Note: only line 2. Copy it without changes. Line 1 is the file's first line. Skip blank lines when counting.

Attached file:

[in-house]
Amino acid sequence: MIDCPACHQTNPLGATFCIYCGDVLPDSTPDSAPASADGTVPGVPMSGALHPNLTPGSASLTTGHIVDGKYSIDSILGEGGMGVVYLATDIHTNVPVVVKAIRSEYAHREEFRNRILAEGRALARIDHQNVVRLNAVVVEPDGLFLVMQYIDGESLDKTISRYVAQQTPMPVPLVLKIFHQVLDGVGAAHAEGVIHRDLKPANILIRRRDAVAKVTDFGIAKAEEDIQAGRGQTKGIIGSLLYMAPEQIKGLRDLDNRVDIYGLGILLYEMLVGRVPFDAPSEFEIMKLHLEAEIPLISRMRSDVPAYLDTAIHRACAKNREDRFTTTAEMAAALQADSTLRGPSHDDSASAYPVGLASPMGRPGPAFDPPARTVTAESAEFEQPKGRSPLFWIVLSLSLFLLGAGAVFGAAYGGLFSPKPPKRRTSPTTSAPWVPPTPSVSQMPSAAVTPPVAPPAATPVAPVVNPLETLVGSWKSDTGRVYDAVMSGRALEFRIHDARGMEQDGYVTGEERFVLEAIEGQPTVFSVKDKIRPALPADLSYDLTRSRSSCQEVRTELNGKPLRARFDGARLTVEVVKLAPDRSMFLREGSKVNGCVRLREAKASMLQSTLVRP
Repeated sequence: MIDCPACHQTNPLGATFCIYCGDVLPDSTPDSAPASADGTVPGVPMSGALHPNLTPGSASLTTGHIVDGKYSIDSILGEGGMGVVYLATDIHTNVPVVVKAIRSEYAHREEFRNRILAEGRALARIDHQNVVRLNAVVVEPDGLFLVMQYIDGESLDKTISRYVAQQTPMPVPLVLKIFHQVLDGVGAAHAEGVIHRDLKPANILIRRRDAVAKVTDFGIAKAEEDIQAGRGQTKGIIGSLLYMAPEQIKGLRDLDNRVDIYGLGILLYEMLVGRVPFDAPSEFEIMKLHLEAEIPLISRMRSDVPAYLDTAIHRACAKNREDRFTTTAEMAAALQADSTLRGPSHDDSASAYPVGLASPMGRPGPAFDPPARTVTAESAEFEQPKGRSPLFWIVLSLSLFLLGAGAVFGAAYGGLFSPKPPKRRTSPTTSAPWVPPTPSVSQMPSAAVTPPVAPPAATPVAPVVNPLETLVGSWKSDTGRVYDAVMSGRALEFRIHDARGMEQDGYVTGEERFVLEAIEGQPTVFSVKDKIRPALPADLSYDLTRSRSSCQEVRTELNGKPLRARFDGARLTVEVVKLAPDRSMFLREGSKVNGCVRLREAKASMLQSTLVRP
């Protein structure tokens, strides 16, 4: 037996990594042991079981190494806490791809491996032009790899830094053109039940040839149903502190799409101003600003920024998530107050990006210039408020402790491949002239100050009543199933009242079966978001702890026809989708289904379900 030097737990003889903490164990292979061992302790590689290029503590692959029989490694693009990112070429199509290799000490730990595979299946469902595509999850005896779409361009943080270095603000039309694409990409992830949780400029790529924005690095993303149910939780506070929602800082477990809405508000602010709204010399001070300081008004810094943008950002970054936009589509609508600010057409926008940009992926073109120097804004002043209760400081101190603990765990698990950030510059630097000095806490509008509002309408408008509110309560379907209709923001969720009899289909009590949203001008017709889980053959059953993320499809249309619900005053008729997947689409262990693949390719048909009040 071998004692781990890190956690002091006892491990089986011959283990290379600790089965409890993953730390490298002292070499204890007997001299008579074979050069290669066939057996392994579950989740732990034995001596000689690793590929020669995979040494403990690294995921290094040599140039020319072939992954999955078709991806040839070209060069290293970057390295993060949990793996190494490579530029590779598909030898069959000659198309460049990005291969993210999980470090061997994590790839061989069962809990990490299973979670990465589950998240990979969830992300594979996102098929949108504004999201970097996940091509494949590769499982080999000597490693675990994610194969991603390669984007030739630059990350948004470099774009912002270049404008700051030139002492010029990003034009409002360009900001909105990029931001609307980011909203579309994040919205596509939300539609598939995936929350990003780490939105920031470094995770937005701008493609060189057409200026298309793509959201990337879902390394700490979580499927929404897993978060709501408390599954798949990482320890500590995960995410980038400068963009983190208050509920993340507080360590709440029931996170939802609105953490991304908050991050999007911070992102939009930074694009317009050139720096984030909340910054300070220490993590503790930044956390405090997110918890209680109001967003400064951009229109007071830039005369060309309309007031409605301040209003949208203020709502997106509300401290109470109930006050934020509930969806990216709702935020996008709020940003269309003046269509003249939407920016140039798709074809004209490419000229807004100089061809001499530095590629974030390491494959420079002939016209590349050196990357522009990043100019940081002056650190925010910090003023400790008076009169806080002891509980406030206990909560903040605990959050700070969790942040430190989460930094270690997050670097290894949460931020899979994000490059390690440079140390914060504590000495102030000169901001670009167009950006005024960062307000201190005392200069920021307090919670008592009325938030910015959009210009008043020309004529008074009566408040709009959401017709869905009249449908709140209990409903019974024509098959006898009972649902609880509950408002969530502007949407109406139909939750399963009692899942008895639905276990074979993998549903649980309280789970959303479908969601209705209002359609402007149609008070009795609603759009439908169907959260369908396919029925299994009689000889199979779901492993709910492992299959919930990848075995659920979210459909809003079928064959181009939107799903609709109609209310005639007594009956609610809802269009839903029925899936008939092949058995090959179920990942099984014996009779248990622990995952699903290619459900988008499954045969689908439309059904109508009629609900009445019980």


Amino acid sequence: MIDCPACHQTNPLGATFCIYCGDVLPDSTPDSAPASADGTVPGVPMSGALHPNLTPGSASLTTGHIVDGKYSIDSILGEGGMGVVYLATDIHTNVPVVVKAIRSEYAHREEFRNRILAEGRALARIDHQNVVRLNAVVVEPDGLFLVMQYIDGESLDKTISRYVAQQTPMPVPLVLKIFHQVLDGVGAAHAEGVIHRDLKPANILIRRRDAVAKVTDFGIAKAEEDIQAGRGQTKGIIGSLLYMAPEQIKGLRDLDNRVDIYGLGILLYEMLVGRVPFDAPSEFEIMKLHLEAEIPLISRMRSDVPAYLDTAIHRACAKNREDRFTTTAEMAAALQADSTLRGPSHDDSASAYPVGLASPMGRPGPAFDPPARTVTAESAEFEQPKGRSPLFWIVLSLSLFLLGAGAVFGAAYGGLFSPKPPKRRTSPTTSAPWVPPTPSVSQMPSAAVTPPVAPPAATPVAPVVNPLETLVGSWKSDTGRVYDAVMSGRALEFRIHDARGMEQDGYVTGEERFVLEAIEGQPTVFSVKDKIRPALPADLSYDLTRSRSSCQEVRTELNGKPLRARFDGARLTVEVVKLAPDRSMFLREGSKVNGCVRLREAKASMLQSTLVRP